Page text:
Decided: November 5, 1959.
JOHNSON BROS. BOAT WORKS, PLAINTIFF,
LESTER CONRAD, DEFENDANT AND THIRD-PARTY PLAINTIFF, V. GENERAL INSURANCE COMPANY OF AMERICA, A BODY CORPORATE, THIRD-PARTY DEFENDANT
Civil action. Opinion on motion to dismiss.
The opinion of the court was delivered by Larrabee, J.c.c. (temporarily assigned).
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Under R.R. 1:31-1, Johnson Bros. Boat Works on February 26, 1959 filed suit against Lester Conrad, alleging that it had repaired Conrad's Matthews cruiser Privateer pursuant to a written contract for a paint, varnish and refinishing job priced at $1,441.95, which was also the reasonable value thereof, and further repaired, refinished, refurnished, refitted and reconditioned the Privateer on oral contract with Conrad, the reasonable value of which was $6,368.59.
Conrad answered admitting the written contract but denying (1) that he requested the second job, which he contends was done at the request and direction of General Insurance Co., and denying (2) that the sum claimed is reasonable value. Further, contending (3) that the second job was required to repair damage caused by the negligence of Johnson Bros.' mechanic who, in the course of a repair job, disconnected and removed the exhaust line leading from the motor to the stern of the cruiser and failed to replace it or plug the hole in the transom through which the exhaust was discharged; that water entered the hull, the Privateer sank and water damage as a result made necessary the second job.
Conrad also counterclaimed for damages of $7,500 based on the negligence of Johnson Bros.' mechanic.
Conrad obtained leave of the court to file a third-party complaint against General Insurance Company, and the complaint was duly filed on July 2, 1959. In it Conrad alleged the occurrence of the main suit and, further, that General Insurance Company had issued an insurance policy on the
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boat for one year from April 14, 1957 to April 14, 1958 in the sum of $7,000 against loss or damage to the hull. Further, that by endorsement the boat could remain in commission until March 15, 1957. That the accident referred to above occurred on or about October 24, 1957, whereby the boat was damaged $6,084.18; that Conrad gave prompt notice to the General Insurance Company, which recognized its liability, undertook to negotiate for the repairs and reimbursed Conrad $1,472.01; that the General Insurance Company ordered the second job done by Johnson Bros. Conrad asks that if judgment be entered against him in the main suit, one for the same sum be entered in favor of him against the General Insurance Company. A copy of the policy is annexed to the third-party complaint.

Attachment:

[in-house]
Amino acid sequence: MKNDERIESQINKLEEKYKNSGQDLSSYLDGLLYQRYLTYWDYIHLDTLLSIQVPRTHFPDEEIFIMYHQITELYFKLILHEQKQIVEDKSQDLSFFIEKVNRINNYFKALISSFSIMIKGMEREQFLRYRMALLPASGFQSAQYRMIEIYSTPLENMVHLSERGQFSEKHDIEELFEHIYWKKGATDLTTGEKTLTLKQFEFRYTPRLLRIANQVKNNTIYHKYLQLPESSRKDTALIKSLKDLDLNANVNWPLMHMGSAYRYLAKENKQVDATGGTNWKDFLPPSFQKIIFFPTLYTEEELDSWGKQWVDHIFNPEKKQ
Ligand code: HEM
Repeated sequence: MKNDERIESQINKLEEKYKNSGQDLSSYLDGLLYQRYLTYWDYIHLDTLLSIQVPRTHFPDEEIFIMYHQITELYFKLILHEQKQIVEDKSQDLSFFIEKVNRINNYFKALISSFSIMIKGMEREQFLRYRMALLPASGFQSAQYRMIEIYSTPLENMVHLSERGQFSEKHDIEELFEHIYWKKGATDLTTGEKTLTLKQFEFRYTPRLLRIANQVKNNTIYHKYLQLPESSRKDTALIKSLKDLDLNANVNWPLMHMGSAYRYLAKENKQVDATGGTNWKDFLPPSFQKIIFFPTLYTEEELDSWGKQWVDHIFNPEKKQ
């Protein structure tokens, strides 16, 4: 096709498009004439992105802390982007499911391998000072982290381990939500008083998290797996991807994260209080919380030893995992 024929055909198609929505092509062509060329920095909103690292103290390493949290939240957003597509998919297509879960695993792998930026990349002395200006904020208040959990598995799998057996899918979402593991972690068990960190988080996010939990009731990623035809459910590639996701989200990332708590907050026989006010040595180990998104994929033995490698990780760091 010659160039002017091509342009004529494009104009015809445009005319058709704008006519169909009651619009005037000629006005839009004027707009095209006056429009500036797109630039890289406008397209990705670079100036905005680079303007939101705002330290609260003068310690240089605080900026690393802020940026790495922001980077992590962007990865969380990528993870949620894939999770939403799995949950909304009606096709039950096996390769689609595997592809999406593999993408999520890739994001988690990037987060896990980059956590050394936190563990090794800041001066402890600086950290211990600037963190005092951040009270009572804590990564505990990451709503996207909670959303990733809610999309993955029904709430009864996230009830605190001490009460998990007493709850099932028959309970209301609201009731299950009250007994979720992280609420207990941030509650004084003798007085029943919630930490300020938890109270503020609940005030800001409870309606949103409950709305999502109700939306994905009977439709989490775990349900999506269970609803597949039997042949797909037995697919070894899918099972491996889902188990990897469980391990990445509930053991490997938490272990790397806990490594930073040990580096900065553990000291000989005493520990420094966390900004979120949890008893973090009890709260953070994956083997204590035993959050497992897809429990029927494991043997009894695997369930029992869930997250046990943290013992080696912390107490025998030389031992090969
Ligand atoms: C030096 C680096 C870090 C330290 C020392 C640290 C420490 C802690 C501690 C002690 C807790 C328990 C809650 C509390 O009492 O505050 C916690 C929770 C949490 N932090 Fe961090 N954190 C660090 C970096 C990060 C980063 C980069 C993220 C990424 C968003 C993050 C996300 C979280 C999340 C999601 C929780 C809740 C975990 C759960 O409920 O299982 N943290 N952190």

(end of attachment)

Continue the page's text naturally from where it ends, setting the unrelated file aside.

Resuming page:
The third-party complaint has been served upon the General Insurance Company which now moves for a dismissal of the third-party complaint. The defendant insurance company, hereinafter referred to as General, contends that the third-party complaint fails to state a cause of action.
The grounds alleged by General are:
1. That General's policy is restricted to indemnification and since Conrad has not paid for the cost of repairs he is not entitled to reimbursement or indemnification.
2. That Conrad has no right of recovery because by applying for the policy he warranted by implication that the boat was seaworthy and the boat was not seaworthy.
3. That General's policy insures against "perils of the sea" and that no peril of the sea was involved in the sinking of the Privateer.
4. That no recovery can be had on the clause because no fittings were involved.
LIABILITY OR INDEMNITY INSURANCE?
In the course of the argument, counsel for Conrad stated that Conrad's claim is based on section A of the policy. This section provides liability type coverage as distinguished from section B which, in form, provides indemnity type
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coverage. Conrad could not have relied on section B because, not having paid for the loss, he would not be entitled to indemnification.
General contends that even section A is indemnity insurance, but inspecting the policy as a whole, the court notes that section A provides that General "does hereby insure Lester I. Conrad * * * upon the wood gas yacht Privateer 1930 * * * loss, if any, payable in funds current in the United States to insured or order."
Section B is explicit in stating that "if the insured shall * * * become liable to pay and shall pay." Section C states that "The company agrees to pay to or for each person * * * who sustains bodily injury * * * the reasonable expense for necessary medical surgical," etc.
Under "General Conditions" the following clause appears:
"5. Notice and payment of loss. In case of loss covered by this policy, prompt notice shall be given this Company, such loss to be paid within thirty days after proof of loss and proof of interest in the insured yacht is received * * *."